América invertida: An Anthology of Emerging Uruguayan Poets, edited by Jesse Lee Kercheval, introduces twenty-two Uruguayan poets under the age of forty to an English-speaking audience in a bilingual edition. At this fast-paced event, the editor will be joined by translators Catherine Jagoe, Ron Salutsky, Julia Leverone, Keith Ekiss, and Uruguayan poet Laura Cesarco Eglin to read poems from the collection. Translator Peter Thompson says, "This superbly edited anthology breaks new ground. North Americans and Anglophones with diverse interests will come to this trove of new writing with gratitude. Not only have we lacked access to this era of Uruguayan poetry, but the poems themselves are brilliant—and the translations crisp and sure-footed."
- Jesse Lee Kercheval is the author, editor, and translator of thirteen books, four of them works of fiction, memoir, and poetry, including Cinema Muto, My Life as a Silent Movie: A Novel. Her translations include The Invisible Bridge/El puente invisible: Selected Poems of Circe Maia
- Laura Cesarco Eglin is an Uruguayan poet. Her books include Llamar al agua por su nombre, Sastrería, and Los brazos del saguaro.
- Keith Ekiss is the author of the poetry collection Pima Road Notebook and the translator of The Fire's Journey by the Costa Rican poet Eunice Odio.
- Catherine Jagoe is the author of the poetry collection Bloodroot. Her translations include the Amnesty International award-winning Argentine novel My Name is Light by Elsa Osorio.
- Julia Leverone is the editor of Sakura Review. Her translations of Paco Urondo's poetry have appeared in The Brooklyn Rail, Witness, The Massachusetts Review, Poetry International, and Tupelo Quarterly.
- Ron Paul Salutsky is the author of the poetry collection Romeo Bones. His translations include Karen Wild's Anti-Ferule.
9 OCTOBER 2016 — sunday
Martha Collins and Rosa Lane
Poetry Flash presents a poetry reading by Martha Collins, Admit One: An American Scrapbook, and Rosa Lane, Tiller North, request ASL interpreters one week in advance from firstname.lastname@example.org, wheelchair accessible, Diesel, A Bookstore, 5433 College Avenue, Oakland, 3:00 (510/653-9965, dieselbookstore.com)
Martha Collins’s new book of poems is Admit One: An American Scrapbook. Booklist calls it “An unflinching look at the underpinnings of racism in the U.S.…Her poems are lists, definitions, newspaper pages, historic time lines, and biographical facts. These diverse poetic forms highlight the beauty of diversity itself. But Collins never lets up on the driving themes of unethical treatment and collective culpability.” Among her previous collections are Day Unto Day, White Papers, and Blue Front. The last two both won Ohioana awards, and Blue Front also won an Ansfield-Wolf Book Award and was chosen one of “25 Books to Remember” by the New York Public Library. Among her other publications are three books of co-translation from the Vietnamese.
Rosa Lane’s first full-length book of poems is Tiller North, from Sixteen Rivers Press. Jeffrey Levine says, “Rosa Lane’s poetry reminds us why, at a certain time in our lives, we’ve had enough of innocence. Here is a compendium of those so crucial, chronology-defying self-revelations that we only know through our skin. Every line carries with it a resonant sense of what matters and why.” Widely published in literary journals, such as Ploughshares and Crab Orchard Review, she is the author of the chapbook Roots and Reckonings. She works as an architect, with a Ph.D. in sustainable architecture, and she divides her time between Maine and the San Francisco Bay Area.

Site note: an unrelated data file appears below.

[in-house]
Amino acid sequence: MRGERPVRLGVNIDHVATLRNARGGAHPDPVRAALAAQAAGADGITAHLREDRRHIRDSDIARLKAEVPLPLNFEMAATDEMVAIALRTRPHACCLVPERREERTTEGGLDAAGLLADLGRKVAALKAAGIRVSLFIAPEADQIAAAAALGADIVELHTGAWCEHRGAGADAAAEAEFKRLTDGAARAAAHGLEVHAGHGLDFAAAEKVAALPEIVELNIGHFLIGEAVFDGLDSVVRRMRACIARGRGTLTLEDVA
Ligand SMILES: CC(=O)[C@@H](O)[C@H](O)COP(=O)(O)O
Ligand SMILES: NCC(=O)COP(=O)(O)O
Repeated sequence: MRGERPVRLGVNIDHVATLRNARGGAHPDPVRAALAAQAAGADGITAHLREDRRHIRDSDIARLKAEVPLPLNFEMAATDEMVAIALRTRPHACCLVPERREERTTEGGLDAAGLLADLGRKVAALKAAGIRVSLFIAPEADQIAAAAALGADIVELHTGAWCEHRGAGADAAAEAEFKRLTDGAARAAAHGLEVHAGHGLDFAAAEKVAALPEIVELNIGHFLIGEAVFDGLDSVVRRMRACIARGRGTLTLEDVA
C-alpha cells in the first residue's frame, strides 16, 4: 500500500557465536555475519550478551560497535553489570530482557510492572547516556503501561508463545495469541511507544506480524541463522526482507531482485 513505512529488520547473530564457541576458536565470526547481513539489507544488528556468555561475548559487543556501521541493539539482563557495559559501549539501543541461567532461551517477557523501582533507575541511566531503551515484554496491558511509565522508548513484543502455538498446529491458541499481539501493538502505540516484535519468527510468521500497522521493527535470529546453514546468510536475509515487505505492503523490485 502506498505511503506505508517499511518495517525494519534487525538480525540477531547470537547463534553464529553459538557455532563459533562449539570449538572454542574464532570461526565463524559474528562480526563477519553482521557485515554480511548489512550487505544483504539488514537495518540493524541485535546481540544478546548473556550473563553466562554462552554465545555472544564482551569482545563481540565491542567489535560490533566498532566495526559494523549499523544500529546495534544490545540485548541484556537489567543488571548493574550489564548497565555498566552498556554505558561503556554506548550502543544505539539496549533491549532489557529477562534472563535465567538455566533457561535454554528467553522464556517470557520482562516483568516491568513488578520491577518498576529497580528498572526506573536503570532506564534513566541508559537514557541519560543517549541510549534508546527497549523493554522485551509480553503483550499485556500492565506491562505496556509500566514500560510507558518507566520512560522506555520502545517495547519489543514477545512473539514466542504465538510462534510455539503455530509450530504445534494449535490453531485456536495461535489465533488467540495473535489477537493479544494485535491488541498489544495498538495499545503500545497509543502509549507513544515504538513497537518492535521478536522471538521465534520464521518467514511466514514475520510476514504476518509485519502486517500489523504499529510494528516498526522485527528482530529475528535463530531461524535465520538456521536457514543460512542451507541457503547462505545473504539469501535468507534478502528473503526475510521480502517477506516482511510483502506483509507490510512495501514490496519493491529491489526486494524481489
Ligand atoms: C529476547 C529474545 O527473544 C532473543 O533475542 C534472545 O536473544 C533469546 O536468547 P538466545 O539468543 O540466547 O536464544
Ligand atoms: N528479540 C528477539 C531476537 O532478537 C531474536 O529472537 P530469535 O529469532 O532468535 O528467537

13 OCTOBER 2016 — thursday
Therése Halscheid and Lenore Weiss
Poetry Flash presents a poetry reading by Lenore Weiss, Mortal, and Therése Halscheid, Frozen Latitudes, request ASL interpreters one week in advance at email@example.com, wheelchair accessible, Moe's Books, 2476 Telegraph Avenue, Berkeley, 7:30 (510/849-2087, www.moesbooks.com)
Therése Halscheid's new book of poems is Frozen Latitudes. Paul Lisicky says, "The wrenching attempt to comprehend a father's dementia fires Therése Halscheid's Frozen Latitudes. Past starvation, past an encounter with a demanding landscape, the poet emerges tougher, wiser, her compassion intact." Her previous collections include Powertalk, Without Home, and Uncommon Geography, which was a finalist for the Paterson Poetry Prize. A photographer as well as a poet, she's traveled widely through cultural exchange programs, teaching in England and Russia, and through the Alaskan Arts Council with an Inupiaq Eskimo tribe on White Mountain; her photography has chronicled her journeys and been in juried shows. She's received fellowships from the Geraldine R. Dodge Foundation and the New Jersey Council for the Arts.
Lenore Weiss's new book of poems is Mortal. Sharon Doubiago says, "Lenore Weiss's psychic linguistic engagement borders on the surreal, on the transcendent, the mystical, the magical, and on the mundane and familiar." She's published two earlier books of poems, Cutting Down the Last Tree on Easter Island and Two Places. She's blogged for the Jewish Book Council and Basmati, and she works as copy editor for the Blue Lyra Review.
20 OCTOBER 2016 — thursday
Randall Mann and Adrienne Su
Poetry Flash presents a poetry reading by Adrienne Su, Living Quarters, and Randall Mann, Straight Razor, request ASL interpreters one week in advance at firstname.lastname@example.org, wheelchair accessible, Moe's Books, 2476 Telegraph Avenue, Berkeley, 7:30 (510/849-2087, www.moesbooks.com)